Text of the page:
In addition to the use of CO alarms, a better understanding of carbon monoxide, including its sources, dangers and health risks, can go a long way in preventing many of these deaths.

Potential CO Dangers in Your Home

Don’t let CO make itself at home in your house. See the sources, get the facts and take a look at helpful tips. 

CO Facts

  • CO is produced anytime a fuel is burned. Potential sources include gas or oil furnaces, water heaters, space heaters, clothes dryers, barbecue grills, fireplaces, wood-burning stoves, gas ovens, generators, and car exhaust fumes.

  • CO poisoning is the leading cause of accidental poisoning deaths in North America. (Centers for Disease Control)

  • 64% of Canadians use natural gas, oil, wood and wood pellets or propane as their home's major heat source. (Statistics Canada)

  • An idling vehicle in an attached garage, even with the garage door opened, can produce concentrated amounts of CO that can enter your home through the garage door or nearby windows.

  • A poorly maintained gas stove can give off twice the amount of CO than one that is in good working order.

Tips for Prevention 

  • Install at least one battery-powered CO alarm or AC-powered unit with battery backup on each level of your home and near sleeping areas.

  • Do not use charcoal or gas grills inside or operate outdoors near a window where CO fumes could seep in.

  • Check all carbon monoxide alarms in your home. Do they use the most accurate sensing technology? Do they need new batteries?

  • Replace CO alarms every 5-7 years to benefit from the latest technology upgrades.

  • Have a licensed professional inspect heating systems and other fuel-burning appliances annually.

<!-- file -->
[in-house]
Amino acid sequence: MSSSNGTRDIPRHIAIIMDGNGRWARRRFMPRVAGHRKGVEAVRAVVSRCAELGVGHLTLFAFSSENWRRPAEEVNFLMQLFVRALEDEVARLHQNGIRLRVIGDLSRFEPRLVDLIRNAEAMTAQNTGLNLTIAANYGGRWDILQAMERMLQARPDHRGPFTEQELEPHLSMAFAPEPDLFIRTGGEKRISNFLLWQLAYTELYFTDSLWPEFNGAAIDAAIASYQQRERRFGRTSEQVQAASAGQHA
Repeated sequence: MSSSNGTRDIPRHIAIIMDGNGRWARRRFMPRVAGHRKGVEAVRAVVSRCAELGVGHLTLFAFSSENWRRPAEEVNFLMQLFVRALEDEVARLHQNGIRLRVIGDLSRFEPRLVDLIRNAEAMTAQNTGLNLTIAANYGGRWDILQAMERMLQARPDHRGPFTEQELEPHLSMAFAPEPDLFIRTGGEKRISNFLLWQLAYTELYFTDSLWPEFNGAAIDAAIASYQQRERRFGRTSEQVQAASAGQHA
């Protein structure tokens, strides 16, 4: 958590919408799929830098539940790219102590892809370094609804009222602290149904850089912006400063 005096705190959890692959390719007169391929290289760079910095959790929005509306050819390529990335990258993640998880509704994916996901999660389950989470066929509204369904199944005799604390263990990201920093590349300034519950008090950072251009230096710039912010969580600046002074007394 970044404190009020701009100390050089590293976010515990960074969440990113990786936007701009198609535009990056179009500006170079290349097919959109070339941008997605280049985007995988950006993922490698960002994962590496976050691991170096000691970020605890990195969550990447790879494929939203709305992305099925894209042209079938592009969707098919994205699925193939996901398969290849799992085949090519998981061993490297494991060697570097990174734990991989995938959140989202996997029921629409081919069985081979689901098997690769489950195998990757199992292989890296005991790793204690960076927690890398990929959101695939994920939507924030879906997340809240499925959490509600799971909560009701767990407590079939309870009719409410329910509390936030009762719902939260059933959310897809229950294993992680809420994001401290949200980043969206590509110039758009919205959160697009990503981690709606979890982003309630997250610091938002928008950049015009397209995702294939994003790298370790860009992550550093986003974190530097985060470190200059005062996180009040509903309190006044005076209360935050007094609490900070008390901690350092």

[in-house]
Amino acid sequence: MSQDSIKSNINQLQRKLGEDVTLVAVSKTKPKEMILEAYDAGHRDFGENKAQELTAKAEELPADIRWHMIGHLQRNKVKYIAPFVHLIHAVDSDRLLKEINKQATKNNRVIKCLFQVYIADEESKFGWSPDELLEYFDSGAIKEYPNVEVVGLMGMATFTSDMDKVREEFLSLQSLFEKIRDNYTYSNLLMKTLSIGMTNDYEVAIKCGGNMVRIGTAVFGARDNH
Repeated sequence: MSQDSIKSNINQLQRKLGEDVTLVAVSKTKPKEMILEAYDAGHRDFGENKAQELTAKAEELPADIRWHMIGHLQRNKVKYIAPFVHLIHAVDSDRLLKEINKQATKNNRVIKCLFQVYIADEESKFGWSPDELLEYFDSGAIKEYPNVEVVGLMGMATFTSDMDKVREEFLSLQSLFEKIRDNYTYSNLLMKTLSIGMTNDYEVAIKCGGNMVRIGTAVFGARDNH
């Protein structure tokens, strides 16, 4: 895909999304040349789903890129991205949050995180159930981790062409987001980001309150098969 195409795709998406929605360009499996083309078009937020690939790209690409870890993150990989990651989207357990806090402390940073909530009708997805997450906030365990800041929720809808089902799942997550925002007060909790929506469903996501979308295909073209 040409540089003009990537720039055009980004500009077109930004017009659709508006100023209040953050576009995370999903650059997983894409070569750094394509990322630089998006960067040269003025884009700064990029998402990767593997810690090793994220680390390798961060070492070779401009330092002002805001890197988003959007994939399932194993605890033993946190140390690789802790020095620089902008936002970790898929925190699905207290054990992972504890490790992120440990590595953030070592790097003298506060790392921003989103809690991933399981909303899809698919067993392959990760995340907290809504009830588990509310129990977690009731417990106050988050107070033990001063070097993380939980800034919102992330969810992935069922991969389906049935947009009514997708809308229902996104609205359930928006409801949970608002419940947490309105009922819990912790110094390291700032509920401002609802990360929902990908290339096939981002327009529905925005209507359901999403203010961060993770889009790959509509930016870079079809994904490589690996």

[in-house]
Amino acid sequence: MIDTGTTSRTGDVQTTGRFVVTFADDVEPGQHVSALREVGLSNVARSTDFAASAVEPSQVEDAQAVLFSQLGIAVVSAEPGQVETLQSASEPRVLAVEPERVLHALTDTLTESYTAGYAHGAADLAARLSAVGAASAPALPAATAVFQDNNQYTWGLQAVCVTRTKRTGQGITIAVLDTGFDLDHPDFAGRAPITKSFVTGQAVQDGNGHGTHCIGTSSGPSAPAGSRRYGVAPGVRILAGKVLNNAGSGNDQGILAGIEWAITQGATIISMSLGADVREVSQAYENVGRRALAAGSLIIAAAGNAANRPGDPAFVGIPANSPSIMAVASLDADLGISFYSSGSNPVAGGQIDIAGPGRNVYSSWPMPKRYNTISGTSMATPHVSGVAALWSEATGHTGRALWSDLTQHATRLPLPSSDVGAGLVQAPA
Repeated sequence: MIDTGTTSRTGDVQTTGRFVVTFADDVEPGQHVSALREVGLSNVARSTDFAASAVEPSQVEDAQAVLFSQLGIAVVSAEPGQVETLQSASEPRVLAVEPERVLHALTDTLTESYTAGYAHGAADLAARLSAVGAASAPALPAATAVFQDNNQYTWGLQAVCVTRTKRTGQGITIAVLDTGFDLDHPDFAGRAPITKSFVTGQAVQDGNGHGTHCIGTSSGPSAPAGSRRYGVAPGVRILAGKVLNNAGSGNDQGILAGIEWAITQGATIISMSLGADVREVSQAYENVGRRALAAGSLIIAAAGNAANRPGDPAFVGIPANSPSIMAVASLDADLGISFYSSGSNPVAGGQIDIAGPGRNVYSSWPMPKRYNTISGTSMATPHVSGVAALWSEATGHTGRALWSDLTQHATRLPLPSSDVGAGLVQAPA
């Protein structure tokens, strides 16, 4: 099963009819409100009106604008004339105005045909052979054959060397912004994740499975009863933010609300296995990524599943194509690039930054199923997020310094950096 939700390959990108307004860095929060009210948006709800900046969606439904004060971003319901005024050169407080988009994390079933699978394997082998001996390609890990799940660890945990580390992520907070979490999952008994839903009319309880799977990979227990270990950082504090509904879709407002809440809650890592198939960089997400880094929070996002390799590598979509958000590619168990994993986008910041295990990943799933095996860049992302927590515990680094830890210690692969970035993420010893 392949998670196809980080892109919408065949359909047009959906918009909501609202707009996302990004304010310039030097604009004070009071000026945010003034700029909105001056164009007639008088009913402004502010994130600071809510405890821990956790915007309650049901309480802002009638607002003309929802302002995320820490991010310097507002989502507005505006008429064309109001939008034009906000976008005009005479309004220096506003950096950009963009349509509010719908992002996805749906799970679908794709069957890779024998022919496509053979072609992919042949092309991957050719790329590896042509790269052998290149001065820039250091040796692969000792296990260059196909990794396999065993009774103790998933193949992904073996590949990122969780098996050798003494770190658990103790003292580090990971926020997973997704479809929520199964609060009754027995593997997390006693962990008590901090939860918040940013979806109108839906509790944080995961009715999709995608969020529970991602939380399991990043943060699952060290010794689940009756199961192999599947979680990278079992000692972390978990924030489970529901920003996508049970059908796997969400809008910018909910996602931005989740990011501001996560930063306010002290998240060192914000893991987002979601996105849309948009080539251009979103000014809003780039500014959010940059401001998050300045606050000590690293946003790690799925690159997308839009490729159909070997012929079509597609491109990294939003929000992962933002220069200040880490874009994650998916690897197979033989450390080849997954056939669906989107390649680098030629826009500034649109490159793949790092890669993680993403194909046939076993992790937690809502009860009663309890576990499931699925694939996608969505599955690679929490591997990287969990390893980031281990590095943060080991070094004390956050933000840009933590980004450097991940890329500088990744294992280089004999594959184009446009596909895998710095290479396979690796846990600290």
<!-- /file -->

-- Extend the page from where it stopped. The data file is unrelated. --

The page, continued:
• Install fuel-burning appliances properly and operate them according to the manufacturer's instructions.

  • Keep chimneys clear of animal nests, leaves and residue to ensure proper venting. Have all fireplaces cleaned and inspected annually.

  • Do not block or seal shut the exhaust flues or ducts used by water heaters, ranges and clothes dryers.

  • Do not leave your car running in an attached garage or carport.

  • Do not use ovens or stoves to heat your home.

Health & CO poisoning

So, you know that carbon monoxide is bad for you – and can even be fatal – but what exactly does it mean for your health? The facts below should help answer some of your questions, including CO health issues related to young children, pregnant women and the elderly.

  • At high concentration levels, carbon monoxide can be fatal in minutes. CO rapidly accumulates in the blood and is attracted to the hemoglobin in your bloodstream. When breathed in, CO passes through the lungs and bonds with hemoglobin, displacing the oxygen that cells need to function.

  • Carbon monoxide does not discriminate; everyone is at risk.

  • Early symptoms of CO poisoning are similar to the flu and are often misdiagnosed. Headaches, nausea, fatigue, and dizziness are all non-specific symptoms of CO poisoning.